Let’s continue to make Christianity relevant and fun and…real. So many youth at this conference will be contemplating suicide in the next year I am sure. I was there and almost did it. What we must give our people is teaching that is solid and will keep these kids from tottering in the sands of relativity in our culture.

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Filed under Books & Media, Christian Living, Culture, Ethics, Music, Pastoral, Theology

Religious Lethargy

Some may see this video and think “lethargy” is the wrong word. You may see this and think fervor, ecstasy, ridiculousnous, stupidity, or hedonism is the correct word. About the end of this video I began crying in the middle of a Starbucks – nothing too crazy, but my anger turned to pity and fear.

I am so glad that there are people who desire to make encounters with God emotionally-charged. I wish there were more churches that sought to affect the emotions at least a little bit. So many congregations will view this video and have an allergic reaction so that they will never have any kind of excitement in their services. I will post later as to what are some problems with this, that I see. For now, just view it and leave your impressions in the comments section:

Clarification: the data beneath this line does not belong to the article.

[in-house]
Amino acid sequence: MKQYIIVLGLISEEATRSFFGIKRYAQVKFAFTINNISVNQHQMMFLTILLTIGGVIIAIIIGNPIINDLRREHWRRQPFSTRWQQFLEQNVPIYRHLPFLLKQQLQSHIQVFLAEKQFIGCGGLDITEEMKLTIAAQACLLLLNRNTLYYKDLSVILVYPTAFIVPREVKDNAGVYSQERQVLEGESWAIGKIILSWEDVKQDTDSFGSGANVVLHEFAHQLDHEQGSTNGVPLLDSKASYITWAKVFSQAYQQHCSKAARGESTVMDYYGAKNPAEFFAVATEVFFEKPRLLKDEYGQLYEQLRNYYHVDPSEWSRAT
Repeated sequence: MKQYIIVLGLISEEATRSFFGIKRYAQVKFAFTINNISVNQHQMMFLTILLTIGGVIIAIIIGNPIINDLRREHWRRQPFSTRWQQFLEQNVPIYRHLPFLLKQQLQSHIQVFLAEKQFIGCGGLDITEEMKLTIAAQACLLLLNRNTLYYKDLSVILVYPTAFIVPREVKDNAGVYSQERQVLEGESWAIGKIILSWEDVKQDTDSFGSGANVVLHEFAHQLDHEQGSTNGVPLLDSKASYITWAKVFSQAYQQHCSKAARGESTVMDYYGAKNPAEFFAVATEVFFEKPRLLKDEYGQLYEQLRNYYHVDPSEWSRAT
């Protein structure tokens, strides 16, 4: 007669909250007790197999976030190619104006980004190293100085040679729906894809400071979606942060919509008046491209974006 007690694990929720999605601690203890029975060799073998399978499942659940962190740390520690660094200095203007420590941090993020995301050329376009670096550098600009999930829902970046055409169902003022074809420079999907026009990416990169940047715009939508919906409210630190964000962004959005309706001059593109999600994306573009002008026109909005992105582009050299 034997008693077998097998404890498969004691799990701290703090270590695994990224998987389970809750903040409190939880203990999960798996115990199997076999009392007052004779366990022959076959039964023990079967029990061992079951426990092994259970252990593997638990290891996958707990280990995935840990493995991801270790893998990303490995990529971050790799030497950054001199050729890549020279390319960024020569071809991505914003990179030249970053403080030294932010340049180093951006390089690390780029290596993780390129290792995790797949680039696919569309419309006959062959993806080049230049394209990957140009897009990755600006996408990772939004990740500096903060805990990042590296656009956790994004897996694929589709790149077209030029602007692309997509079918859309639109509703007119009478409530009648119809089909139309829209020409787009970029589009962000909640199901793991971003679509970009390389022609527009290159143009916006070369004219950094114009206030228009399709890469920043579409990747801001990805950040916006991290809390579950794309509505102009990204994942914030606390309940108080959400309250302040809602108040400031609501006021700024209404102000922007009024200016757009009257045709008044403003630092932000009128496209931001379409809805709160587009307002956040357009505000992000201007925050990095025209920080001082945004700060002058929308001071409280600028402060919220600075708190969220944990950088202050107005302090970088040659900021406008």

You Spin Me Right Round Jesus

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Everybody Loves Free Music

Derek Webb is at it again.

Remember back in ’06 when that dude went off the deep end and just started givin’ away his music? Yup – we got the entire Mockingbird album for as cheap as free. Webb is now involved in a similar gambit, and this time has several other artists along for the ride.

On, you can download Webb’s album The Ringing Bell for free by spamming telling three friends about the site. Or you can “pay what you want” – and let the downloading fun begin.

I found the site a month ago, when Webb’s album was available along with one or two other unknowns. When I checked today, however, it seems the download options have expanded to over 25 artists, including well-known artists like Sandra McCracken, Waterdeep, and Sixpence None the Richer.  Looks like fair trade music is catching on. Take a look.

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Mars Hill Seattle & Sovereign Grace Music